To spot the Bengal tigers, visit Borivali National Park

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To spot the Bengal tigers, visit Borivali National Park

Nitya Kaushik
Posted online: Wednesday, April 16, 2008 at 12:33:17
Updated: Wednesday, April 16, 2008 at 12:33:17

Mumbai, April 15 You don’t have to visit the Kanha National Park or the Sunderbans to catch a glimpse of the royal tiger any more.

The Sanjay Gandhi National Park at Borivali, as part of its Rs 5-crore five-year scheme to promote eco-tourism in Mumbai, is displaying two of its newly acquired yellow Bengal tigers on its tiger safari trails.

So, if you take a trip now, in SGNP’s well-secured mini-bus, chances are you will find a full-grown, wild yellow tiger burning bright in a water-hole less than one metre away from you. The tiger couple — a male called Palash and a female called Basanti ?- was acquired from the Vanvihar National Park, Bhopal, in exchange for two white tiger cubs, about one-and-a-half years ago. A third yellow tiger named Shiva was confiscated from a circus in Kankvli, Konkan region, said Dr Kishor Batwe, wildlife veterinarian of SGNP.

Range forest officer D L Rathod added that the tiger couple was let out last week after an entire year of rigourous training and conditioning to ensure that they are fit for display.

The national park now has nine tigers ? six white and three yellow ? in its premises. Batwe said: “Since 1998, the SGNP has been having safaris in the park but in a low-key manner. Till recently, we only had white tigers on display but these species are not the ‘real’ species as most of them are born in captivity. Unlike the yellow tigers that are born to be wild, white tigers can’t survive in the jungle. One striking evidence to this is the lack of camouflage ? due to the stark white colour, the white tiger can’t blend into its ambience.”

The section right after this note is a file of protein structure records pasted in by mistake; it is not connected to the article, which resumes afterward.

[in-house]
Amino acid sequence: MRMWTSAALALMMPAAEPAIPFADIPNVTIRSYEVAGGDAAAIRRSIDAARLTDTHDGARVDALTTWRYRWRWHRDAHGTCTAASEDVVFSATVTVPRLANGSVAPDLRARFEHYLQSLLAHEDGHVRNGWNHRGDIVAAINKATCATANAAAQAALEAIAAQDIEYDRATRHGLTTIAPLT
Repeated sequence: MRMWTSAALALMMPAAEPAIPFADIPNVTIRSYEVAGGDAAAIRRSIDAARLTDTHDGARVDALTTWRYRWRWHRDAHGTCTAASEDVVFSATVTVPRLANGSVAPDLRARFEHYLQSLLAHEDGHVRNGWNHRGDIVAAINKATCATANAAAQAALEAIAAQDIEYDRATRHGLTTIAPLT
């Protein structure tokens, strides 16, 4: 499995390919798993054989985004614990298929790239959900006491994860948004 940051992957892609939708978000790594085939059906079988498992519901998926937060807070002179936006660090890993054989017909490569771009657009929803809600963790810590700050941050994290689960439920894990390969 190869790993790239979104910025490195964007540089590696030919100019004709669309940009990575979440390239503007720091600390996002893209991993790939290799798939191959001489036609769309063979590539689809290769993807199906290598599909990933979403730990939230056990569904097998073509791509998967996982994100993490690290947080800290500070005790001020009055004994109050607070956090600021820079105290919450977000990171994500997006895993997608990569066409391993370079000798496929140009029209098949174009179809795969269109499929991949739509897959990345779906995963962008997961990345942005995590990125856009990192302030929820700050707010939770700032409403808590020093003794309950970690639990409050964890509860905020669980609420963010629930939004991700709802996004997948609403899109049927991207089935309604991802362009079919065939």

Batwe stated that in an effort to introduce a new attraction to the people they decided to acquire the Bengal tigers.

According to the doctor, training of the tigers is a complicated process that requires time and patience. “Initially, we used to have nine separate cages of 10 ft x12 ft for each tiger and one open area for the safari bus to ply on. We have now built larger secondary cages and two tertiary cages where the tigers can be released to acquaint them to the visitors’ buses. When they learn to relax in the presence of visitors, we will let them into the open area,” he said, adding that yellow tigers are now ready to be released here.

The annual budget allocated for eco-tourism is Rs 1.37 crore, which will be spent on updating several activities in the park, Conservator of Forest Dr P N Munde said.

“The budget includes maintenance of the park, upgradation of the information centre, documentations among other operations,” he explained. The park officials added that they are also upgrading the deer park as a major attraction.

Range officer Rathod, who handles the lion and tiger safari in the park, added: “Aside from the Bengal tiger, we also have six lions, three males and three females in the park.” Each animal consumes about 10 kg of beef every day, the officials added.

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